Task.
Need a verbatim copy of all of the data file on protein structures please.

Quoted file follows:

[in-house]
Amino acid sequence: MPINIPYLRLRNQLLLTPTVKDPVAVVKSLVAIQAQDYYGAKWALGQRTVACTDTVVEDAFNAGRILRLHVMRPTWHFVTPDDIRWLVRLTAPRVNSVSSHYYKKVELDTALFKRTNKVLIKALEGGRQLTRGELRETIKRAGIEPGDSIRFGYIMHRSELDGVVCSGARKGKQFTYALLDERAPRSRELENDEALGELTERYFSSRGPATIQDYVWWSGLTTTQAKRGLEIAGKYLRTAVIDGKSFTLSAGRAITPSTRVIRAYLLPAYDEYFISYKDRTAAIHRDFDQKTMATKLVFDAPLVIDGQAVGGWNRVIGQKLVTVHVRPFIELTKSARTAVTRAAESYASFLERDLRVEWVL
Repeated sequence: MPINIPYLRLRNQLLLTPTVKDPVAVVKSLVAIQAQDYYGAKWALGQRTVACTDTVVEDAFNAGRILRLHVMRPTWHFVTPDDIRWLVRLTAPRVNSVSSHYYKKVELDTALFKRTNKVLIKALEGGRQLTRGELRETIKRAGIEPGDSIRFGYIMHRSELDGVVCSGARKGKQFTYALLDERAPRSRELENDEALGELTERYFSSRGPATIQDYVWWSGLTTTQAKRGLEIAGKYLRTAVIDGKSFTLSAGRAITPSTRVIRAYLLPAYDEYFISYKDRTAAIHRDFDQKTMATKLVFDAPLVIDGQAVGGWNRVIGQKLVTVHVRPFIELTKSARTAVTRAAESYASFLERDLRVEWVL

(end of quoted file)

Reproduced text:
[in-house]
Amino acid sequence: MPINIPYLRLRNQLLLTPTVKDPVAVVKSLVAIQAQDYYGAKWALGQRTVACTDTVVEDAFNAGRILRLHVMRPTWHFVTPDDIRWLVRLTAPRVNSVSSHYYKKVELDTALFKRTNKVLIKALEGGRQLTRGELRETIKRAGIEPGDSIRFGYIMHRSELDGVVCSGARKGKQFTYALLDERAPRSRELENDEALGELTERYFSSRGPATIQDYVWWSGLTTTQAKRGLEIAGKYLRTAVIDGKSFTLSAGRAITPSTRVIRAYLLPAYDEYFISYKDRTAAIHRDFDQKTMATKLVFDAPLVIDGQAVGGWNRVIGQKLVTVHVRPFIELTKSARTAVTRAAESYASFLERDLRVEWVL
Repeated sequence: MPINIPYLRLRNQLLLTPTVKDPVAVVKSLVAIQAQDYYGAKWALGQRTVACTDTVVEDAFNAGRILRLHVMRPTWHFVTPDDIRWLVRLTAPRVNSVSSHYYKKVELDTALFKRTNKVLIKALEGGRQLTRGELRETIKRAGIEPGDSIRFGYIMHRSELDGVVCSGARKGKQFTYALLDERAPRSRELENDEALGELTERYFSSRGPATIQDYVWWSGLTTTQAKRGLEIAGKYLRTAVIDGKSFTLSAGRAITPSTRVIRAYLLPAYDEYFISYKDRTAAIHRDFDQKTMATKLVFDAPLVIDGQAVGGWNRVIGQKLVTVHVRPFIELTKSARTAVTRAAESYASFLERDLRVEWVL